Tenth Circuit court strikes down EPA small refinery exemptions
WASHINGTON — In a decision that is expected to broadly impact the Environmental Protection Agency’s approach to granting small refinery exemptions (SREs) under the Renewable Fuel Standard, the U.S. Court of Appeals for the Tenth Circuit struck down three exemptions that were improperly issued by EPA.
The court ruling stems from a May 2018 challenge brought against EPA by the Renewable Fuels Association, the National Corn Growers Association, the American Coalition for Ethanol and National Farmers Union.
“We are extremely pleased with the Tenth Circuit’s decision to vacate the waivers granted by EPA to three refineries owned by CVR Energy and HollyFrontier,” said RFA President and CEO Geoff Cooper. “The court has affirmed our long-held position that EPA’s recent practices and policies regarding small refinery exemption extensions were completely unlawful. And while the decision addresses three specific exemptions, the statutory interpretation issues resolved by the court apply much more broadly.”
Among other findings, the court held that EPA cannot “extend” exemptions to any small refineries whose earlier, temporary exemptions had lapsed. According to the court opinion, “the statute limits exemptions to situations involving ‘extensions,’ with the goal of forcing the market to accept escalating amounts of renewable fuels over time. None of the three small refineries here consistently received an exemption in the years preceding its petition. The EPA exceeded its statutory authority in granting those petitions because there was nothing for the agency to ‘extend.’” EPA’s own data show that a maximum of only seven small refineries could have received continuous extensions of their previously existing exemptions. Yet, recently EPA has granted as many as 35 exemptions in a single year.
“The court’s decision is welcome news for corn growers,” said National Corn Growers Association President Kevin Ross. “Ethanol is an incredibly important value-added market for corn farmers, and EPA’s waivers have reduced RFS volume requirements by more than 4 billion gallons over the past three years, impacting corn demand. We are optimistic this decision will finally put an end to the demand destruction caused by waivers and keep the RFS back on track.”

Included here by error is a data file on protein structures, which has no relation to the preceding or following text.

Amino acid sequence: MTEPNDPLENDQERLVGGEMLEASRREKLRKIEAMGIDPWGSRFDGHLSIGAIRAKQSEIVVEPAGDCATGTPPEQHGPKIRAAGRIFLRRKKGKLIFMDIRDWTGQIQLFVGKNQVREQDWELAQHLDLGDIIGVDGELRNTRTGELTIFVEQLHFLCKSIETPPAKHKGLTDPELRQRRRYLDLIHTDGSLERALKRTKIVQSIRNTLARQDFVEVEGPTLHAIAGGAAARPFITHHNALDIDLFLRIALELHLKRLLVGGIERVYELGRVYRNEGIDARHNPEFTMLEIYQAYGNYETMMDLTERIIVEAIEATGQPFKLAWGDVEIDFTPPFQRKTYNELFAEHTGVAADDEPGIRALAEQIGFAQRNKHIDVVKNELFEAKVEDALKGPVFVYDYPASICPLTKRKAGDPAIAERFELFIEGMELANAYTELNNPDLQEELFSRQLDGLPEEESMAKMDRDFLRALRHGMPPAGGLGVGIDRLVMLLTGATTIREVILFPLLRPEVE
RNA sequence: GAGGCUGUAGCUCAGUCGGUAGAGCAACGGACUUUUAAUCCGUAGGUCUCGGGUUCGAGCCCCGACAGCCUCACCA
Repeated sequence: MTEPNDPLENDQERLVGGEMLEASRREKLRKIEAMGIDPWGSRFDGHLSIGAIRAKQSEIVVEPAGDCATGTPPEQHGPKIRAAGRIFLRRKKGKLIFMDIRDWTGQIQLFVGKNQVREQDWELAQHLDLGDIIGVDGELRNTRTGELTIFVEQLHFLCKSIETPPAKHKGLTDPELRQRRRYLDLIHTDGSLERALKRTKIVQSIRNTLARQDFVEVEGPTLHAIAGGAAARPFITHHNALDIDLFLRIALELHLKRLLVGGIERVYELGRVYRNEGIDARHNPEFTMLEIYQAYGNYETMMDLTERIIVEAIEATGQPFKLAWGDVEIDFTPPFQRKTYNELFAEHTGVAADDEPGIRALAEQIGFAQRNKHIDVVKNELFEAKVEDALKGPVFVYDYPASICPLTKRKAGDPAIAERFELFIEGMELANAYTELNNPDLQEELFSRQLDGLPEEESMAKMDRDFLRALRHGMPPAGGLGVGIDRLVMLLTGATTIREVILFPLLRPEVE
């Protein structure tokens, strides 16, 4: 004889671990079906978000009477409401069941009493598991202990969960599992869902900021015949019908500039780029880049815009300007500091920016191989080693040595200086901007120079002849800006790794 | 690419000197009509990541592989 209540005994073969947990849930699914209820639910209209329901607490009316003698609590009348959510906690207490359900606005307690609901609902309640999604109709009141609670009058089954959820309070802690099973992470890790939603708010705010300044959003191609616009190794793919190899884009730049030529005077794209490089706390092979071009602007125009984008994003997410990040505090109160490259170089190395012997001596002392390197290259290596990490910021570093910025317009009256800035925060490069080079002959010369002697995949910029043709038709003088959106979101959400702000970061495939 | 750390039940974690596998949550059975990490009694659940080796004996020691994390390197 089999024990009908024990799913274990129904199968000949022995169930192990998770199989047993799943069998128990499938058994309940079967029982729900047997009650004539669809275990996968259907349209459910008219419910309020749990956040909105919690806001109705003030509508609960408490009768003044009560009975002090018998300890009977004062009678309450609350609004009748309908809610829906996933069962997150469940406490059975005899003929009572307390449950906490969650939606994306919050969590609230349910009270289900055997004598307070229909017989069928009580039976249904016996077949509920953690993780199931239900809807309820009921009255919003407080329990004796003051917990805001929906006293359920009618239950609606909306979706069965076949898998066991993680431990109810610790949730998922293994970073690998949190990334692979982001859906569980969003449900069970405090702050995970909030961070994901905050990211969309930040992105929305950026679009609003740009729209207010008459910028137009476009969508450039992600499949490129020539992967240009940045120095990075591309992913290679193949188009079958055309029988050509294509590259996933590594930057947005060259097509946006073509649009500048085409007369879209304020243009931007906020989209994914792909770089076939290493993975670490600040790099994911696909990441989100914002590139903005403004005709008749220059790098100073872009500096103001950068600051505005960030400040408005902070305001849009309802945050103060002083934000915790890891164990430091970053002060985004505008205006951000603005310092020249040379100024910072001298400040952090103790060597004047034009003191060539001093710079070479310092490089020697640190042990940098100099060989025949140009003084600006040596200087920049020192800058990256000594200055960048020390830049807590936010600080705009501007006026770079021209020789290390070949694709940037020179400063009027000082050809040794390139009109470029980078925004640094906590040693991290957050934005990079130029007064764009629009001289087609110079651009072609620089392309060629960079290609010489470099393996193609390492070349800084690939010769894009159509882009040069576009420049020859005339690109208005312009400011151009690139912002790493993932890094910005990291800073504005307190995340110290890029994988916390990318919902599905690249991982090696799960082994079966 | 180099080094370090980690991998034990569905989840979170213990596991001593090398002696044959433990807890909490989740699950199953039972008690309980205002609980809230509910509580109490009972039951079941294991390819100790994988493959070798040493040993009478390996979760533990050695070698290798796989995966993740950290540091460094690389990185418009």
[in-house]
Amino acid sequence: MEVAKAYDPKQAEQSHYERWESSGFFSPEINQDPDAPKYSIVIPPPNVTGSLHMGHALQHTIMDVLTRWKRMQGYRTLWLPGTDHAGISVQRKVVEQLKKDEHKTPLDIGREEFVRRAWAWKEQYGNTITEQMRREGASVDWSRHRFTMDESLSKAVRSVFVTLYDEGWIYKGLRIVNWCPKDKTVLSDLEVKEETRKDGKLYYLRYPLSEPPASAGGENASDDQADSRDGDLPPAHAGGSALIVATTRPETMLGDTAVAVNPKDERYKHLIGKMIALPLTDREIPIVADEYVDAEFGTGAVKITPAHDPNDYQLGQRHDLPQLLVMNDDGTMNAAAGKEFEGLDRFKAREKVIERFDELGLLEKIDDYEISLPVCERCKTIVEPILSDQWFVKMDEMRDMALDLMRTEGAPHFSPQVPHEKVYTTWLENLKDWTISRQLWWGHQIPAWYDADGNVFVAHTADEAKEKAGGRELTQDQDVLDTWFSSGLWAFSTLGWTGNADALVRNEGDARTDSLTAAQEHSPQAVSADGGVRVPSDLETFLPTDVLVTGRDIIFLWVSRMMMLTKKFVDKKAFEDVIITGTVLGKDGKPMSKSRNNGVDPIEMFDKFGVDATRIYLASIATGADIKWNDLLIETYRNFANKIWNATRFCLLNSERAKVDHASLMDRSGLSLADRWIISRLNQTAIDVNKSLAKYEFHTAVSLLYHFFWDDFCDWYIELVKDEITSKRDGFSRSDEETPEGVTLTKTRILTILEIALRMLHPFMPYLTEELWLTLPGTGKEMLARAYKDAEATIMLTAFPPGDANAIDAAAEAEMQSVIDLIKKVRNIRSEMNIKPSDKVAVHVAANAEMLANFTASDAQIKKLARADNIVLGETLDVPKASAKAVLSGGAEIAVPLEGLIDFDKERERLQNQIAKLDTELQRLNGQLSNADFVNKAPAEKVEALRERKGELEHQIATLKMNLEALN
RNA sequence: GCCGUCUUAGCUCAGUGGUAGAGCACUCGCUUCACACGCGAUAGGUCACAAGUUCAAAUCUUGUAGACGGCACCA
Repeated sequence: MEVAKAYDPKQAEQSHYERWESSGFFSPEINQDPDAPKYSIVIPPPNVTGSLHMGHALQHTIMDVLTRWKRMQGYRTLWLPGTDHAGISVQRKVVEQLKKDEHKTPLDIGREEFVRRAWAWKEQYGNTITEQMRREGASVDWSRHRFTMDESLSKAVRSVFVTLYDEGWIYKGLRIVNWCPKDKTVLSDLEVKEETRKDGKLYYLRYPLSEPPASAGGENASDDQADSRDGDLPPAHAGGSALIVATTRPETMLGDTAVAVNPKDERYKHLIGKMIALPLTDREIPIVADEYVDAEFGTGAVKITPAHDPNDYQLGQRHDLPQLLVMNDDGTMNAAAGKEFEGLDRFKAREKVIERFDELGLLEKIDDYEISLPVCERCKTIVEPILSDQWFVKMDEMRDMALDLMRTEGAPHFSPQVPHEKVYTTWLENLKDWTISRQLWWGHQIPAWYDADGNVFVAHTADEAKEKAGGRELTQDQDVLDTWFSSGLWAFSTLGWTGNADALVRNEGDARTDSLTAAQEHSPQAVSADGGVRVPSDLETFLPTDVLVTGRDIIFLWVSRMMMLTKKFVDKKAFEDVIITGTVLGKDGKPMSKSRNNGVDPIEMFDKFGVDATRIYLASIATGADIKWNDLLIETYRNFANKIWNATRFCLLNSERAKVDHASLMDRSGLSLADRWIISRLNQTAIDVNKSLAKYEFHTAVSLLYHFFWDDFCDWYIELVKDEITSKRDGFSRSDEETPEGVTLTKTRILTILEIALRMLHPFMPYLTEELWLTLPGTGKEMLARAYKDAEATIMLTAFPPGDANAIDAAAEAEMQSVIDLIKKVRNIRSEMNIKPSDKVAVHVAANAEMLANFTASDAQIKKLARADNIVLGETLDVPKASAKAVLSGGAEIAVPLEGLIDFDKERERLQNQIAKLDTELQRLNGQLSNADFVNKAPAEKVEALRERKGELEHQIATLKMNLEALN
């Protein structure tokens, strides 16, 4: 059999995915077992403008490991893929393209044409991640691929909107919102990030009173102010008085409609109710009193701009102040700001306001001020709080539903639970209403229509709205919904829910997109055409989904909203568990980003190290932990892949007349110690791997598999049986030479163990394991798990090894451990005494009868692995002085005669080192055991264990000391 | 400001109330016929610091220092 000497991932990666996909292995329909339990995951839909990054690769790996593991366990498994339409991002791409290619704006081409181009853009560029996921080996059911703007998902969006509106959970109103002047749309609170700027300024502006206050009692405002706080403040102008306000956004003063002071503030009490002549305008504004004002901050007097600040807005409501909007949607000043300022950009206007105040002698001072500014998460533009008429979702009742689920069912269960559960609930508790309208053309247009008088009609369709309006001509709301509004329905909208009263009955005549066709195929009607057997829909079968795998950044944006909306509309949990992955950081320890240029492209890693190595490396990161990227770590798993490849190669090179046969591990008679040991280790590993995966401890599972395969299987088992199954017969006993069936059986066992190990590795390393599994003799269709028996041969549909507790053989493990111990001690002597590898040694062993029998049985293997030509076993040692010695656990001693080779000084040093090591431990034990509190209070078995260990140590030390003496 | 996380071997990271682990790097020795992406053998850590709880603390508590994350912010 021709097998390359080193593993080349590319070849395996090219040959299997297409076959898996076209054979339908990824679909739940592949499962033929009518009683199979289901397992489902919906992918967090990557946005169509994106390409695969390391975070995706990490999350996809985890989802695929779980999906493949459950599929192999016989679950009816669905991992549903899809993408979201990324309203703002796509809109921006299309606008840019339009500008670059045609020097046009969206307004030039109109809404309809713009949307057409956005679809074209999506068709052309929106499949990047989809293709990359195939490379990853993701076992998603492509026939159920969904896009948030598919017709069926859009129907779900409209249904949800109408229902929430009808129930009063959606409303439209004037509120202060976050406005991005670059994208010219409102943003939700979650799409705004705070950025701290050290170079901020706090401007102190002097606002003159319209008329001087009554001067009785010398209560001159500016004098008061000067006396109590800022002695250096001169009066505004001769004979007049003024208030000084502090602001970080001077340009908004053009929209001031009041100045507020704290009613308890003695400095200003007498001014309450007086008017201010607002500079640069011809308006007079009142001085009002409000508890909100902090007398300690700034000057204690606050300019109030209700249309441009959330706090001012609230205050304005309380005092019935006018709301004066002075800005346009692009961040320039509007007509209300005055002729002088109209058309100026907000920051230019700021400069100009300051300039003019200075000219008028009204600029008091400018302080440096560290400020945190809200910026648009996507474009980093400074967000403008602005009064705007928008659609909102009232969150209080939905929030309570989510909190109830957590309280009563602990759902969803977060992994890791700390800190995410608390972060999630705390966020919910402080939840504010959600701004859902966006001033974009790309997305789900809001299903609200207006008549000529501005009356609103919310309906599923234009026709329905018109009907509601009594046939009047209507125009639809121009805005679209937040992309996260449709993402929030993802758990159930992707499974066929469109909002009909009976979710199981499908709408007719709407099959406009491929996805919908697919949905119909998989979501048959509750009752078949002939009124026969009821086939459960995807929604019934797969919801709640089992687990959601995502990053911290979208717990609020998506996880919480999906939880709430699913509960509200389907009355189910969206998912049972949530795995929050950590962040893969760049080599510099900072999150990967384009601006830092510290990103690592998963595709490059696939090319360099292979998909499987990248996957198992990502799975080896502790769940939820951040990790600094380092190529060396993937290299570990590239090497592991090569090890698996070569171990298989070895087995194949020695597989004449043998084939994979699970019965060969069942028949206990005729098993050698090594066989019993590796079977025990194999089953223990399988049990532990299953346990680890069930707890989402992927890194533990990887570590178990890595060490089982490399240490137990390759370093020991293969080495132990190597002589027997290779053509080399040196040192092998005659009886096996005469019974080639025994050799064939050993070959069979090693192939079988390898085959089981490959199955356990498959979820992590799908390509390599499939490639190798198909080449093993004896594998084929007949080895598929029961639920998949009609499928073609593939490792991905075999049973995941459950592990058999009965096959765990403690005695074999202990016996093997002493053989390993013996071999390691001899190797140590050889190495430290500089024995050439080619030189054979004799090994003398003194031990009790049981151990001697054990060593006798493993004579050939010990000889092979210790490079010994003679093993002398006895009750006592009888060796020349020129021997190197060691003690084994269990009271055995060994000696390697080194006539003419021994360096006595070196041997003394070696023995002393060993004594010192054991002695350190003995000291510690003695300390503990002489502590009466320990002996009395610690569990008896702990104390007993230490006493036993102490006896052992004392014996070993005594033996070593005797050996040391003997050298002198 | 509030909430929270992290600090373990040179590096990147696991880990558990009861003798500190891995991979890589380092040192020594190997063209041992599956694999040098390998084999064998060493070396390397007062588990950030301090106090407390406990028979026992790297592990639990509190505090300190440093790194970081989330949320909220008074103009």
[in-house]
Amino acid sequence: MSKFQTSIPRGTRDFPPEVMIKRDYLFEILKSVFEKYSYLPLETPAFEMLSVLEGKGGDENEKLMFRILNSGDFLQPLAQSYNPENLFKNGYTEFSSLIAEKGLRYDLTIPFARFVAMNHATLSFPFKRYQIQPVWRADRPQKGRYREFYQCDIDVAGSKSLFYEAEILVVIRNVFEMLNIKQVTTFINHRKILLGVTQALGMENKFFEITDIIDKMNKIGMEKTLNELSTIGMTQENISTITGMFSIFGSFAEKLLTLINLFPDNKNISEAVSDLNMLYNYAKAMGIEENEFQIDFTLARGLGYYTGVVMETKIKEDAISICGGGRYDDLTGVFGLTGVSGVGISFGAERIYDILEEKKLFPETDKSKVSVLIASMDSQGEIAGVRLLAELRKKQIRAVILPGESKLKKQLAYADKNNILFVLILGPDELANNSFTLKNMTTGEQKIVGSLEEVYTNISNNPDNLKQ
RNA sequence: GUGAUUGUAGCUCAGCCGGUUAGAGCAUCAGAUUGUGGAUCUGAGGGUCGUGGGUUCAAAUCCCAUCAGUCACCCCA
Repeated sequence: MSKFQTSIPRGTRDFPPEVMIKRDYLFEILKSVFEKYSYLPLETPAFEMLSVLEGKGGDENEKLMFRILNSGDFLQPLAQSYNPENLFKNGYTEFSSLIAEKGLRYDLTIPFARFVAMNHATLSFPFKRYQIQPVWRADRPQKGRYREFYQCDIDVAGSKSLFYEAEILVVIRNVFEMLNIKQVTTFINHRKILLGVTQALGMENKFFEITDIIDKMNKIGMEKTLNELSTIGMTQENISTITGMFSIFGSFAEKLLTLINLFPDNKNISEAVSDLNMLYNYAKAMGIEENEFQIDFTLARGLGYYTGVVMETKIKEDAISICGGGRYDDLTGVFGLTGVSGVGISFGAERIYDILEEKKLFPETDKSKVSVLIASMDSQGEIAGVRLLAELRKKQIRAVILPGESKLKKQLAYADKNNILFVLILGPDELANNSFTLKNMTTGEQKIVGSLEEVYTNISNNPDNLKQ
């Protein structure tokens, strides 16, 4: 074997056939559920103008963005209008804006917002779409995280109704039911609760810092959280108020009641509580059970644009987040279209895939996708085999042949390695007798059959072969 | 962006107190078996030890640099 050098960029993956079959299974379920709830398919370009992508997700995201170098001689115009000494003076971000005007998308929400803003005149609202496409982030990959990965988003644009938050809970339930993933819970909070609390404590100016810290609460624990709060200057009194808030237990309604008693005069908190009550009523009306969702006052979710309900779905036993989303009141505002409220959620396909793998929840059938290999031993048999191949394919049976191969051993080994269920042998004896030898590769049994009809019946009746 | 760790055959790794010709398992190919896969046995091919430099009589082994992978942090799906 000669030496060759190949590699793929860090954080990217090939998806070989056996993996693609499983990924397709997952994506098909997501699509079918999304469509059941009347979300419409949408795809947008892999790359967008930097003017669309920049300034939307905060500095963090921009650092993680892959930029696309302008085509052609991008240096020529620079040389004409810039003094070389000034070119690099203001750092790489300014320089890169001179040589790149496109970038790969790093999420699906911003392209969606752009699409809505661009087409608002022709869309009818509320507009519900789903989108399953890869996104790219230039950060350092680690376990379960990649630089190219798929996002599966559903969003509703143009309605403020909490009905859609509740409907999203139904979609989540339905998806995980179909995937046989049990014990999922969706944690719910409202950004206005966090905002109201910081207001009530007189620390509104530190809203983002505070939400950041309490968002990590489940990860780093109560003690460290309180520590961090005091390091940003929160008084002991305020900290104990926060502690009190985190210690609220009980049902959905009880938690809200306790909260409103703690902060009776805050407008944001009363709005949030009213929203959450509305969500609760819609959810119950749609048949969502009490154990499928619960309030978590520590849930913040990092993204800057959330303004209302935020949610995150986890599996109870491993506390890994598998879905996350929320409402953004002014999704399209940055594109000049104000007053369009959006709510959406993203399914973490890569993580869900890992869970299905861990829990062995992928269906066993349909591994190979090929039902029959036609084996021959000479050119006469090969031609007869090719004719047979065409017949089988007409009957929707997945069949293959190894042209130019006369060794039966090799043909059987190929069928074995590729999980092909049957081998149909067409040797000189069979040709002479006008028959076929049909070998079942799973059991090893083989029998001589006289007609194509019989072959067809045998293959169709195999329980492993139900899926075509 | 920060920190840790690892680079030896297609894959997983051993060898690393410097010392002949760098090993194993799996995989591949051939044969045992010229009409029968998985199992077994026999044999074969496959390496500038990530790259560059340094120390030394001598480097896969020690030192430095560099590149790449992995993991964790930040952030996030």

The court also found that EPA abused its discretion in failing to explain how the agency could conclude that a small refinery might suffer a disproportionate economic hardship when the agency has simultaneously consistently maintained that costs for RFS compliance credits, or RINs, are passed through and recovered by those same refineries.
“ACE members are elated the Tenth Circuit court agreed with us that EPA overstepped its authority in granting three specific small refinery exemptions to CVR Refining and HollyFrontier,” said American Coalition for Ethanol President CEO Brian Jennings. “The court’s ruling highlights how EPA abused the SRE provision of the Renewable Fuel Standard in broader terms to unfairly enrich the oil industry which could have far-reaching implications on the legitimacy of other refinery waivers and limit how they can be used moving forward.”
According to the biofuels coalition, the court’s decision sends a resoundingly positive signal to the marketplace at a time when it is desperately needed.
“This ruling comes at a critical time for America’s farmers and the biofuels industry,” said National Farmers Union President Roger Johnson. “Due in large part to EPA’s rampant and ongoing abuse of the SRE program, 2019 was one of the most challenging years in history for the agriculture and biofuel sectors. We believe this ruling will help restore the ability of the RFS to drive demand and expand markets for renewable fuels, as Congress intended, providing a badly needed shot in the arm for rural America.” ❖
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